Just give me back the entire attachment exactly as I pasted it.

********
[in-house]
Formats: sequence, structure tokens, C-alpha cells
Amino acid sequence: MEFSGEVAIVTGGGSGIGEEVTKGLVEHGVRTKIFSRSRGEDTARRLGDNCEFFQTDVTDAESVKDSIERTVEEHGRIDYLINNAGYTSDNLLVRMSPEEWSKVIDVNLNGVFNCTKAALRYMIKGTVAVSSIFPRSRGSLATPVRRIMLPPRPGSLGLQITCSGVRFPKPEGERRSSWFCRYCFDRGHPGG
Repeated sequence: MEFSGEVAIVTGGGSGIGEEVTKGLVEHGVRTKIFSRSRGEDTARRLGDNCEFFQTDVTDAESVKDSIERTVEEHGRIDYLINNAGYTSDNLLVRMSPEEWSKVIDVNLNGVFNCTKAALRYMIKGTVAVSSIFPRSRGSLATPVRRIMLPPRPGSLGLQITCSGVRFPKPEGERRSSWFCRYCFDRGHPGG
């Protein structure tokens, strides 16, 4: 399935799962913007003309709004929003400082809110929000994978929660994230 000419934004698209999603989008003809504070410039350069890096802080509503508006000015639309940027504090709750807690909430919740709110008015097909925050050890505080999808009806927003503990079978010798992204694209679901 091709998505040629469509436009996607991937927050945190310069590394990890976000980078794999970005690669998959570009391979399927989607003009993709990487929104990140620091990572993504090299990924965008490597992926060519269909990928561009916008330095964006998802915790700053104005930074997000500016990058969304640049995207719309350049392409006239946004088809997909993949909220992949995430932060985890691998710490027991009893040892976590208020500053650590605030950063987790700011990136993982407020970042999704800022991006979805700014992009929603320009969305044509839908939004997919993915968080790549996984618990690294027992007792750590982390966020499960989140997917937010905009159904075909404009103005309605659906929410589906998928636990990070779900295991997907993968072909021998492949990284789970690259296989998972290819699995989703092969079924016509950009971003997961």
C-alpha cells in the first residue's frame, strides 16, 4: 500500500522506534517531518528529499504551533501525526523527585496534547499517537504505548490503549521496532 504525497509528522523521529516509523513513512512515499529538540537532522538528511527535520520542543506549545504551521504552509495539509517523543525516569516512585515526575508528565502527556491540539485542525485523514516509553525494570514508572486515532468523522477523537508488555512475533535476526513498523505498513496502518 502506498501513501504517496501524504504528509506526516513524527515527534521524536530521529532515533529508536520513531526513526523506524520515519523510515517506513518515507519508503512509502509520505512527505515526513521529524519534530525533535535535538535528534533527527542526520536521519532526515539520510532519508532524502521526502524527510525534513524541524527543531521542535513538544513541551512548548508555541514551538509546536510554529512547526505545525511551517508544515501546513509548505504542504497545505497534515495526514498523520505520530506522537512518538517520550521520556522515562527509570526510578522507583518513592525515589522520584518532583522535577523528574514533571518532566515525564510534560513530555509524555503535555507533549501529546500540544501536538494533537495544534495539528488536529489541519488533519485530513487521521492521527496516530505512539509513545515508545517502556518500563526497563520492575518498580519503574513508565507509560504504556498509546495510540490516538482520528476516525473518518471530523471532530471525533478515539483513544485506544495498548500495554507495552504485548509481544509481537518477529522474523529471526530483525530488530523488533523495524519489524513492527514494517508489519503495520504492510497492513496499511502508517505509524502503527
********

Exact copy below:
[in-house]
Formats: sequence, structure tokens, C-alpha cells
Amino acid sequence: MEFSGEVAIVTGGGSGIGEEVTKGLVEHGVRTKIFSRSRGEDTARRLGDNCEFFQTDVTDAESVKDSIERTVEEHGRIDYLINNAGYTSDNLLVRMSPEEWSKVIDVNLNGVFNCTKAALRYMIKGTVAVSSIFPRSRGSLATPVRRIMLPPRPGSLGLQITCSGVRFPKPEGERRSSWFCRYCFDRGHPGG
Repeated sequence: MEFSGEVAIVTGGGSGIGEEVTKGLVEHGVRTKIFSRSRGEDTARRLGDNCEFFQTDVTDAESVKDSIERTVEEHGRIDYLINNAGYTSDNLLVRMSPEEWSKVIDVNLNGVFNCTKAALRYMIKGTVAVSSIFPRSRGSLATPVRRIMLPPRPGSLGLQITCSGVRFPKPEGERRSSWFCRYCFDRGHPGG
């Protein structure tokens, strides 16, 4: 399935799962913007003309709004929003400082809110929000994978929660994230 000419934004698209999603989008003809504070410039350069890096802080509503508006000015639309940027504090709750807690909430919740709110008015097909925050050890505080999808009806927003503990079978010798992204694209679901 091709998505040629469509436009996607991937927050945190310069590394990890976000980078794999970005690669998959570009391979399927989607003009993709990487929104990140620091990572993504090299990924965008490597992926060519269909990928561009916008330095964006998802915790700053104005930074997000500016990058969304640049995207719309350049392409006239946004088809997909993949909220992949995430932060985890691998710490027991009893040892976590208020500053650590605030950063987790700011990136993982407020970042999704800022991006979805700014992009929603320009969305044509839908939004997919993915968080790549996984618990690294027992007792750590982390966020499960989140997917937010905009159904075909404009103005309605659906929410589906998928636990990070779900295991997907993968072909021998492949990284789970690259296989998972290819699995989703092969079924016509950009971003997961």
C-alpha cells in the first residue's frame, strides 16, 4: 500500500522506534517531518528529499504551533501525526523527585496534547499517537504505548490503549521496532 504525497509528522523521529516509523513513512512515499529538540537532522538528511527535520520542543506549545504551521504552509495539509517523543525516569516512585515526575508528565502527556491540539485542525485523514516509553525494570514508572486515532468523522477523537508488555512475533535476526513498523505498513496502518 502506498501513501504517496501524504504528509506526516513524527515527534521524536530521529532515533529508536520513531526513526523506524520515519523510515517506513518515507519508503512509502509520505512527505515526513521529524519534530525533535535535538535528534533527527542526520536521519532526515539520510532519508532524502521526502524527510525534513524541524527543531521542535513538544513541551512548548508555541514551538509546536510554529512547526505545525511551517508544515501546513509548505504542504497545505497534515495526514498523520505520530506522537512518538517520550521520556522515562527509570526510578522507583518513592525515589522520584518532583522535577523528574514533571518532566515525564510534560513530555509524555503535555507533549501529546500540544501536538494533537495544534495539528488536529489541519488533519485530513487521521492521527496516530505512539509513545515508545517502556518500563526497563520492575518498580519503574513508565507509560504504556498509546495510540490516538482520528476516525473518518471530523471532530471525533478515539483513544485506544495498548500495554507495552504485548509481544509481537518477529522474523529471526530483525530488530523488533523495524519489524513492527514494517508489519503495520504492510497492513496499511502508517505509524502503527